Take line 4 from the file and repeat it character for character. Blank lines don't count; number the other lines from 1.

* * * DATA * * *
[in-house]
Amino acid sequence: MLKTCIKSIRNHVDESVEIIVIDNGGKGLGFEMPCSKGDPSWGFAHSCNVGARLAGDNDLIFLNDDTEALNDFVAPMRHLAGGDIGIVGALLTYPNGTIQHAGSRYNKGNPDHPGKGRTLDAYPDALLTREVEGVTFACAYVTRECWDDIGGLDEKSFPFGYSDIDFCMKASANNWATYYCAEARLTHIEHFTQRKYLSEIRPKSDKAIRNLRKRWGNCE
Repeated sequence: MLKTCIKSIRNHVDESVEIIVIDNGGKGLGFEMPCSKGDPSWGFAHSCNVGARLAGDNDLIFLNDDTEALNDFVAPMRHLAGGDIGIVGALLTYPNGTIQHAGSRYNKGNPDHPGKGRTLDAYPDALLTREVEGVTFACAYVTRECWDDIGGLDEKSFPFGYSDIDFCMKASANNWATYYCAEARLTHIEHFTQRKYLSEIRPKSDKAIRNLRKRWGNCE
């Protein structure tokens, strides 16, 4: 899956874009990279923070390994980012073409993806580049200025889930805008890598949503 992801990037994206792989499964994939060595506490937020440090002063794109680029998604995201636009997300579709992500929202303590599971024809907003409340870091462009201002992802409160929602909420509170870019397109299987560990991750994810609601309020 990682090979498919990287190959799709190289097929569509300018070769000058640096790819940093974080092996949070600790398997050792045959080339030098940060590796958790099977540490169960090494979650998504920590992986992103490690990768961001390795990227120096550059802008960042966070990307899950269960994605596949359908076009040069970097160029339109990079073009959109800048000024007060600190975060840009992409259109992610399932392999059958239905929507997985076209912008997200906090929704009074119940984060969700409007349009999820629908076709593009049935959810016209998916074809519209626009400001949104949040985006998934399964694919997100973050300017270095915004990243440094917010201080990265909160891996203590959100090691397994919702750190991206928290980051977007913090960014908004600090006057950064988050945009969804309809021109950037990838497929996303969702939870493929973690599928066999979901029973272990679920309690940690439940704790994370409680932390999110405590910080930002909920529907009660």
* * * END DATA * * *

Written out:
């Protein structure tokens, strides 16, 4: 899956874009990279923070390994980012073409993806580049200025889930805008890598949503 992801990037994206792989499964994939060595506490937020440090002063794109680029998604995201636009997300579709992500929202303590599971024809907003409340870091462009201002992802409160929602909420509170870019397109299987560990991750994810609601309020 990682090979498919990287190959799709190289097929569509300018070769000058640096790819940093974080092996949070600790398997050792045959080339030098940060590796958790099977540490169960090494979650998504920590992986992103490690990768961001390795990227120096550059802008960042966070990307899950269960994605596949359908076009040069970097160029339109990079073009959109800048000024007060600190975060840009992409259109992610399932392999059958239905929507997985076209912008997200906090929704009074119940984060969700409007349009999820629908076709593009049935959810016209998916074809519209626009400001949104949040985006998934399964694919997100973050300017270095915004990243440094917010201080990265909160891996203590959100090691397994919702750190991206928290980051977007913090960014908004600090006057950064988050945009969804309809021109950037990838497929996303969702939870493929973690599928066999979901029973272990679920309690940690439940704790994370409680932390999110405590910080930002909920529907009660």